Airlines told to cut flights from NaiaBy Paolo G. Montecillo
Philippine Daily Inquirer
The government ordered local airlines to cut their flights out of Manila by as much as 30 percent.
This was contained in a directive that was aimed at easing congestion at the country’s premiere international airport.
Private jets and “fish run” operators, which take up about 18 percent of the facility’s capacity, will be allowed to remain and maintain their capacities at the Ninoy Aquino International Airport.
“The airlines, knowing the flight limitations of the Naia runway and realizing that their scheduled flights exceed the runway safety limits, have voluntarily hired and subjected themselves to a common independent flight scheduler,” Transportation Secretary Mar Roxas said.
Roxas said the independent company removed many peak-hour flights and moved these to off-peak times of day.
“The government is here to ensure safety and passenger convenience,” he said. “The new schedules have been submitted and will take effect once cleared.”
However, Alfredo M. Herrera, vice president for marketing of Zest Airways, said the move was the latest in a series of ill-advised measures that were adopted in reaction to an insignificant number of passengers complaining of airline abuses.
“If you want to look for space, you have to start by getting ‘general aviation’ out of Naia,” Herrera said in a briefing with reporters on Monday. He was referring to private jet owners and operators of fish runs, which bring in fresh fish from around the country to Manila every day.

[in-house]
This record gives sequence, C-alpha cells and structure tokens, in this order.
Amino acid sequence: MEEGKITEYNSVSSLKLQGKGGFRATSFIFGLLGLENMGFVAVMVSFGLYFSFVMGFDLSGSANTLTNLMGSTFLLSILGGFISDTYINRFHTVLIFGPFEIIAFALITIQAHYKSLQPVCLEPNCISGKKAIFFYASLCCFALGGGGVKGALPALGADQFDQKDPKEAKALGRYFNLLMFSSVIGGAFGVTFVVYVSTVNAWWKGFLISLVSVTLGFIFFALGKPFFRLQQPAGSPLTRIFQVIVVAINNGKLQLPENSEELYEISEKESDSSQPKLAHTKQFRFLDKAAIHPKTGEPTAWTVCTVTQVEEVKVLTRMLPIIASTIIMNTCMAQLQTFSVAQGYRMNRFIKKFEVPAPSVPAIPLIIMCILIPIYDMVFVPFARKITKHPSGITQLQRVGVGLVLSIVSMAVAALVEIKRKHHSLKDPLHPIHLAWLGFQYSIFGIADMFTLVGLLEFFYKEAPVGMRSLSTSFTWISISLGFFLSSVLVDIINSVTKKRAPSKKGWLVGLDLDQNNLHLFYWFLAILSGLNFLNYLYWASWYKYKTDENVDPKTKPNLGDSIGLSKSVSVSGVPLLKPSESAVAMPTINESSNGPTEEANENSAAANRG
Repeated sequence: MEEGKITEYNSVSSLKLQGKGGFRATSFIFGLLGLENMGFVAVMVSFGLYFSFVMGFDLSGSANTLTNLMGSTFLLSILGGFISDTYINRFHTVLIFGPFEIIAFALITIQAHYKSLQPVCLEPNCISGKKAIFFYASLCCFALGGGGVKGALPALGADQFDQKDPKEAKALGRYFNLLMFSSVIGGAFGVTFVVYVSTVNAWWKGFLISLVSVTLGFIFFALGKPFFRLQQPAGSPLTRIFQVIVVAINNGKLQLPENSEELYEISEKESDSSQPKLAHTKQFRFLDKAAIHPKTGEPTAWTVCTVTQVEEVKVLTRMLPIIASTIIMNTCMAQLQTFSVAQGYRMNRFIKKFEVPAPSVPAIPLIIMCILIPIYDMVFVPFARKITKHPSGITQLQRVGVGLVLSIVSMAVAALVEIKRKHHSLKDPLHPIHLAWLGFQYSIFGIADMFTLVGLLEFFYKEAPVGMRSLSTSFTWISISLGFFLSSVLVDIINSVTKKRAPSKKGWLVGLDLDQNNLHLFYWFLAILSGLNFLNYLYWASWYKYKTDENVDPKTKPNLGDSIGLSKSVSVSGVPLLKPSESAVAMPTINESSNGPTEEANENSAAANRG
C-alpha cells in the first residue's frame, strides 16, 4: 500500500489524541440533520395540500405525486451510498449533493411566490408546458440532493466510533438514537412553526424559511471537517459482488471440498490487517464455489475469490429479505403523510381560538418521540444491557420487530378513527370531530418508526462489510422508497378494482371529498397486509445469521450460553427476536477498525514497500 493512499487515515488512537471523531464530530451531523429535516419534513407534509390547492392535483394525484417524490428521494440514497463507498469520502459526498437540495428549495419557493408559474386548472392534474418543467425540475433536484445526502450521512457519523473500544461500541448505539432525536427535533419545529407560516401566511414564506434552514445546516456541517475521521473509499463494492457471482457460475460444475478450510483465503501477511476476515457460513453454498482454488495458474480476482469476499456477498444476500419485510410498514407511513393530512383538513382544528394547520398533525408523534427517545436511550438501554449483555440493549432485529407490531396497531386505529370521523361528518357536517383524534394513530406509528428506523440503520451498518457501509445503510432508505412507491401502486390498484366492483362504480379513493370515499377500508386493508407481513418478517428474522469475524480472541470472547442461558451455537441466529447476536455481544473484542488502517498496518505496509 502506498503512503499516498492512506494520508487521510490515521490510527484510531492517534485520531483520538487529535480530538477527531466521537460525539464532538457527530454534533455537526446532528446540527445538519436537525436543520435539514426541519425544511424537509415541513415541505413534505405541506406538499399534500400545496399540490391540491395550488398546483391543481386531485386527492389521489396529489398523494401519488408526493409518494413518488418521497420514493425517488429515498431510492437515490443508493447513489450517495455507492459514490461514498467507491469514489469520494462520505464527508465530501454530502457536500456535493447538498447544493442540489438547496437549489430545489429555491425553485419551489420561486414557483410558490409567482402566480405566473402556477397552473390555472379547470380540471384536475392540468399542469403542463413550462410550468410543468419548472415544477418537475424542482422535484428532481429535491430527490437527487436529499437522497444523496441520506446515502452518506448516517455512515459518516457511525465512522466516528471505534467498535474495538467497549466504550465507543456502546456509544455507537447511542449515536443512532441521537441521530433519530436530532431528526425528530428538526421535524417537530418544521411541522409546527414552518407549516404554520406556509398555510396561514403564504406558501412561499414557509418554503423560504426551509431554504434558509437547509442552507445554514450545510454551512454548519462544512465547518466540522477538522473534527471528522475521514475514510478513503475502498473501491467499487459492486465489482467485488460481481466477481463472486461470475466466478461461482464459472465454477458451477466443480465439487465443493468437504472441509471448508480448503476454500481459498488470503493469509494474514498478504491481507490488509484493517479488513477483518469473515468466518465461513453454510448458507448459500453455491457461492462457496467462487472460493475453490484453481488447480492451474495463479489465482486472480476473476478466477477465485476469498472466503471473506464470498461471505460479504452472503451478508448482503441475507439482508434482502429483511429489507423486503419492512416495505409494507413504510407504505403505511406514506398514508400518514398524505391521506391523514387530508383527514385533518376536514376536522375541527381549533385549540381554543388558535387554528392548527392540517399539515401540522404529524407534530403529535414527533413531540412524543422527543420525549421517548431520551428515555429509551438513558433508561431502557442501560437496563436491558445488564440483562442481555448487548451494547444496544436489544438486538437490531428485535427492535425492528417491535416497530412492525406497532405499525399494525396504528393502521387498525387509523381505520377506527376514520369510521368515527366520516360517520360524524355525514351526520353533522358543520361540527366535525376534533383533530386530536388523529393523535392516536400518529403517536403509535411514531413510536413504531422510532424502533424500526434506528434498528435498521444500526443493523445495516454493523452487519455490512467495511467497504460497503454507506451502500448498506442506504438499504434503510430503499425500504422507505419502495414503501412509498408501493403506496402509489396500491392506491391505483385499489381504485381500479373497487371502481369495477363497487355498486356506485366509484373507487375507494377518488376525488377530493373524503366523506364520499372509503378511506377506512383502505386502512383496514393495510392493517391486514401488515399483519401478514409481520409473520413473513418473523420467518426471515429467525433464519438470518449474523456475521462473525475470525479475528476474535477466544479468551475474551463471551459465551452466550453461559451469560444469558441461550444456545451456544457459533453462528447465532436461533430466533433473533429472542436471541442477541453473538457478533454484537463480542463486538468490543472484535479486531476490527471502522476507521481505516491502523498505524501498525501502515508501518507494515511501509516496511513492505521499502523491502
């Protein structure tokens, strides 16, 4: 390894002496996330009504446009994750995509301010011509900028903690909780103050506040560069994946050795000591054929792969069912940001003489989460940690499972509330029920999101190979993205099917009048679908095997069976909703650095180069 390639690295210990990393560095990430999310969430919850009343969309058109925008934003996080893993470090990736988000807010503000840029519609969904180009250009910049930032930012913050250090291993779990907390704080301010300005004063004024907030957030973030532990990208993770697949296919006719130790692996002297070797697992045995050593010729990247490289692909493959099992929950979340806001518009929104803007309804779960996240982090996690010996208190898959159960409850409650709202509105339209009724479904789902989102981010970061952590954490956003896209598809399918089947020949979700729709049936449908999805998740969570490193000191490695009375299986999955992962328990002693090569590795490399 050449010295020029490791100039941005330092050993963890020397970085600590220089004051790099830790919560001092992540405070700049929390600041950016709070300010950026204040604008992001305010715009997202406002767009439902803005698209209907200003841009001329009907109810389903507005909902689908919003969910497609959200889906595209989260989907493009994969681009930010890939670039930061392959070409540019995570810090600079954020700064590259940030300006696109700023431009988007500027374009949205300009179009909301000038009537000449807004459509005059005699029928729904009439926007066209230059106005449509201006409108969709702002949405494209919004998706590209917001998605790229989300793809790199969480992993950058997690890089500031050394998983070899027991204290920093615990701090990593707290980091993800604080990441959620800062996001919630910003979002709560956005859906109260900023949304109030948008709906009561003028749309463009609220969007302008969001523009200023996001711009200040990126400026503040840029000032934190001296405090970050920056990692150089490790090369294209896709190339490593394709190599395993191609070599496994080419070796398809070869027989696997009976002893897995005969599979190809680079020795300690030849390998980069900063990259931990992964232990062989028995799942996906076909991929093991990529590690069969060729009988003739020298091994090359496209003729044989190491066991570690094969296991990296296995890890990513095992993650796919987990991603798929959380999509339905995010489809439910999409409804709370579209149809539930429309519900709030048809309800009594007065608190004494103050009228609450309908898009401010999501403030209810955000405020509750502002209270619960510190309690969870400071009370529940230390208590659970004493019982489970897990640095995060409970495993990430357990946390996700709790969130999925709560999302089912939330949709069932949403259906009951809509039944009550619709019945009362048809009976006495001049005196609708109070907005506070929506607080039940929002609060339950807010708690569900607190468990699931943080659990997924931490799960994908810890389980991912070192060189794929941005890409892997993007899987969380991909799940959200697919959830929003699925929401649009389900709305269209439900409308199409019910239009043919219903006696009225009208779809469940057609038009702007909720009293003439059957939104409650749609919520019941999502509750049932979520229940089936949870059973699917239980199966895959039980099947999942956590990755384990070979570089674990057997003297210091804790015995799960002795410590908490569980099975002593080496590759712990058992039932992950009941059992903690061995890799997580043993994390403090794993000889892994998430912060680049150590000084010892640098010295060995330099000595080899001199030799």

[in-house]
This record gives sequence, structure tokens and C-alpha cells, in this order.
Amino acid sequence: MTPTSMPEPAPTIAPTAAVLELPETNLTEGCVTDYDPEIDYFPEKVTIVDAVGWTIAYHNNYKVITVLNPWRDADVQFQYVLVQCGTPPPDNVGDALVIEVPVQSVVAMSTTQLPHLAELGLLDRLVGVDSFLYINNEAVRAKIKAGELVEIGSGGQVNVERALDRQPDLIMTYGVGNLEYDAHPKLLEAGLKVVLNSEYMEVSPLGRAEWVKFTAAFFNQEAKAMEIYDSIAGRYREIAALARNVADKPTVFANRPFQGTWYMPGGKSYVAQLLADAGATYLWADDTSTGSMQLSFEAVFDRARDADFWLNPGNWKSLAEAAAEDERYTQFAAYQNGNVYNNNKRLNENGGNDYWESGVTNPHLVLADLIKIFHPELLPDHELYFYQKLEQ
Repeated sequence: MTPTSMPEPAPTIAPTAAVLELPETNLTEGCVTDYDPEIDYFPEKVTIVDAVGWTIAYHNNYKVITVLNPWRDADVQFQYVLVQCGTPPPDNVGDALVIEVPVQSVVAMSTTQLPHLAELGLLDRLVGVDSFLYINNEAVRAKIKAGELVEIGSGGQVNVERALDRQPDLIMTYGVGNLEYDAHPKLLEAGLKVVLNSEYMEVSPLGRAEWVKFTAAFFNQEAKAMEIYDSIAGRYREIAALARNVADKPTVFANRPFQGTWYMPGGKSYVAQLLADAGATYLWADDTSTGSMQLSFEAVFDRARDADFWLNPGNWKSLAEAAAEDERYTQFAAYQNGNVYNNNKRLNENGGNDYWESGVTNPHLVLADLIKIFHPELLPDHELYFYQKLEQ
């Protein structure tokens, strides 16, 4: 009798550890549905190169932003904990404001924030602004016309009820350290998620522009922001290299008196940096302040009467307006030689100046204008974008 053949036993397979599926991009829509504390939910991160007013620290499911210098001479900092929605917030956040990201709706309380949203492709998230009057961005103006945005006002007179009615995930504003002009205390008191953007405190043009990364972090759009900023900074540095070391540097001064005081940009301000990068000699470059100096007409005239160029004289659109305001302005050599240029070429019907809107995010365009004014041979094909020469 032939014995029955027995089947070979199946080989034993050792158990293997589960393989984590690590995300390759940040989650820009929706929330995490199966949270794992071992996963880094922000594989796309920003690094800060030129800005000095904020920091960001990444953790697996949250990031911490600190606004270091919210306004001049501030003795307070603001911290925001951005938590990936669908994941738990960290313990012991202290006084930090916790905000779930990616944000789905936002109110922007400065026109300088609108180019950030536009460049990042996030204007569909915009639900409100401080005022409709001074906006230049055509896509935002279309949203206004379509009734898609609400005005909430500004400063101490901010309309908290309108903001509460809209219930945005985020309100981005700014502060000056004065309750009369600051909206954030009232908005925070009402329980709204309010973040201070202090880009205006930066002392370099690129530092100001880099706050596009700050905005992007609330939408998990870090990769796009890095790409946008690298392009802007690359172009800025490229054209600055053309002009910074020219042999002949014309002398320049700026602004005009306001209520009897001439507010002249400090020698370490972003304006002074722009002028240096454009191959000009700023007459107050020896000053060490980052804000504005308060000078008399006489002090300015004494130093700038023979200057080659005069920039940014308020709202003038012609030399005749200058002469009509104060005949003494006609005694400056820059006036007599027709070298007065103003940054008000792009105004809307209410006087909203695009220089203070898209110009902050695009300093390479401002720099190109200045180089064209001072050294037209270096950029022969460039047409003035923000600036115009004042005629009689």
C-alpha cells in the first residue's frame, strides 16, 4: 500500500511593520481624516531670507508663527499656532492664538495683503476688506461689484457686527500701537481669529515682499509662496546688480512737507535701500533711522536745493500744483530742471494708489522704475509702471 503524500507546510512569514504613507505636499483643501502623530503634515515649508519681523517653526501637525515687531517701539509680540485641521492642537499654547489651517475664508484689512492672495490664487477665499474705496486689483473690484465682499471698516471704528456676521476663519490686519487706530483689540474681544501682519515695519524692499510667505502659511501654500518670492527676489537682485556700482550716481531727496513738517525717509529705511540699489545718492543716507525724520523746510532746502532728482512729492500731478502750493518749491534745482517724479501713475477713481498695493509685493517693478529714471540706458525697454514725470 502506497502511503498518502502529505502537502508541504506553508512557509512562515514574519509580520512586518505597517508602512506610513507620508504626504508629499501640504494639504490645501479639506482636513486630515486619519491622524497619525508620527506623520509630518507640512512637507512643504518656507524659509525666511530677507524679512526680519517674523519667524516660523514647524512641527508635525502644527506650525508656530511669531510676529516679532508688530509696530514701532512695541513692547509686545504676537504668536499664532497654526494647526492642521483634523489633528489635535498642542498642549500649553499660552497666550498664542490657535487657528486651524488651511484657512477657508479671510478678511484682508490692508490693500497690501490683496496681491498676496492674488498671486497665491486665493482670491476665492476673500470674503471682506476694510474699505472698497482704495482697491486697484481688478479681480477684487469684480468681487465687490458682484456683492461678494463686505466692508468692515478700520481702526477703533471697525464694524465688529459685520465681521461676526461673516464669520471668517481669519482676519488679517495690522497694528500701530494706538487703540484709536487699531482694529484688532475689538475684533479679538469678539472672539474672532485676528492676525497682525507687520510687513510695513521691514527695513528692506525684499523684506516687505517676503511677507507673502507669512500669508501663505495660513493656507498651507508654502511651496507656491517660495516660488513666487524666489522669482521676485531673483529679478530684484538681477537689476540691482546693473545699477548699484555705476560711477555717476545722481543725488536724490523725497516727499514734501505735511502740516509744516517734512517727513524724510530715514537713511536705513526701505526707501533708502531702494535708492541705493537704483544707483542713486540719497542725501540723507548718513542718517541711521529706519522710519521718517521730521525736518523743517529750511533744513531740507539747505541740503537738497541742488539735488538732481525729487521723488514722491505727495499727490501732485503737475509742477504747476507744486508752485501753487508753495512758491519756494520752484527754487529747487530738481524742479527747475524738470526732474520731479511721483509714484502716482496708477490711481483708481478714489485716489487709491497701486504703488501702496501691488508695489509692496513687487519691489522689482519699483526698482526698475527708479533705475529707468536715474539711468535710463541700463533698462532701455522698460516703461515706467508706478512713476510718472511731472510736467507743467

Instead of asking commercial airlines to cut their flights at Naia, the government should fast-track its plans to relocate general aviation hangars to Sangley Point across Manila Bay.
“Private jets are owned by the taipans. And these guys can afford to have their own helicopters that can bring them to Sangley,” Herrera said.
He said that asking airlines to cut their flights was a classic example of the government looking out for the interests of the few at the expense of the many.
He said the government’s directive was discussed at a technical working group (TWG) meeting last week. An inter-agency TWG is currently drafting a new “passenger bill of rights” that seek to address alleged abuses by low-cost carriers.
A formal rule would be issued later this month and would take effect by early July.
The rules were passed due to an alleged increase in the number of complaints made by passengers against airlines, often for delayed flights.
Government data, however, showed that only 0.4 percent of passengers filed complaints in the first quarter of 2012. This was roughly the same level as last year’s.
Herrera said 2012 might be the first year in more than two decades when average airline fares would go up.
“We will incur additional costs due to these new rules and we will have to recover that by charging higher fares,” Herrera said.
Because of the tougher rules, he said Zest Air was forced to cut its growth forecast for 2012.
The firm said that while the expansion of international operations would push through, it would be forced to cut several of its domestic destinations.
Sought for comment, Cebu Pacific officials declined to issue a statement on the said rule.
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